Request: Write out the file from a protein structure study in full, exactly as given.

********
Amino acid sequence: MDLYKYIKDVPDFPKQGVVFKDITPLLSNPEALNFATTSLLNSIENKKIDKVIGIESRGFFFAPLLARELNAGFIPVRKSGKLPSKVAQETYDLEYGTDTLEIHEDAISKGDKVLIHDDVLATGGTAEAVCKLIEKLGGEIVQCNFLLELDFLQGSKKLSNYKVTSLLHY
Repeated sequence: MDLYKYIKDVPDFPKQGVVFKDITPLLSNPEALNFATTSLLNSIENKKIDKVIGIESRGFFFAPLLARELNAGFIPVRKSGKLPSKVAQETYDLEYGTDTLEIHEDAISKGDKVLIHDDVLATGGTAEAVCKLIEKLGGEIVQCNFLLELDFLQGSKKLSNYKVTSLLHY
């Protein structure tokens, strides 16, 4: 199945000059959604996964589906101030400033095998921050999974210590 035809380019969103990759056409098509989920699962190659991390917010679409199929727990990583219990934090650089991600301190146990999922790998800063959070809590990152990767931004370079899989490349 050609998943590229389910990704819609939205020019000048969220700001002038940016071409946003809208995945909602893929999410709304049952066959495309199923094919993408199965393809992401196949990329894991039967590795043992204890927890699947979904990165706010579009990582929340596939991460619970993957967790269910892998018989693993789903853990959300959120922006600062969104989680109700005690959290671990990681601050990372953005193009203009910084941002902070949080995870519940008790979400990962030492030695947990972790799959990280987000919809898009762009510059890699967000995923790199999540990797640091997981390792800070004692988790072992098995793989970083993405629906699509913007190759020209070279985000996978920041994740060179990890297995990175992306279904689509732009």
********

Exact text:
Amino acid sequence: MDLYKYIKDVPDFPKQGVVFKDITPLLSNPEALNFATTSLLNSIENKKIDKVIGIESRGFFFAPLLARELNAGFIPVRKSGKLPSKVAQETYDLEYGTDTLEIHEDAISKGDKVLIHDDVLATGGTAEAVCKLIEKLGGEIVQCNFLLELDFLQGSKKLSNYKVTSLLHY
Repeated sequence: MDLYKYIKDVPDFPKQGVVFKDITPLLSNPEALNFATTSLLNSIENKKIDKVIGIESRGFFFAPLLARELNAGFIPVRKSGKLPSKVAQETYDLEYGTDTLEIHEDAISKGDKVLIHDDVLATGGTAEAVCKLIEKLGGEIVQCNFLLELDFLQGSKKLSNYKVTSLLHY
């Protein structure tokens, strides 16, 4: 199945000059959604996964589906101030400033095998921050999974210590 035809380019969103990759056409098509989920699962190659991390917010679409199929727990990583219990934090650089991600301190146990999922790998800063959070809590990152990767931004370079899989490349 050609998943590229389910990704819609939205020019000048969220700001002038940016071409946003809208995945909602893929999410709304049952066959495309199923094919993408199965393809992401196949990329894991039967590795043992204890927890699947979904990165706010579009990582929340596939991460619970993957967790269910892998018989693993789903853990959300959120922006600062969104989680109700005690959290671990990681601050990372953005193009203009910084941002902070949080995870519940008790979400990962030492030695947990972790799959990280987000919809898009762009510059890699967000995923790199999540990797640091997981390792800070004692988790072992098995793989970083993405629906699509913007190759020209070279985000996978920041994740060179990890297995990175992306279904689509732009």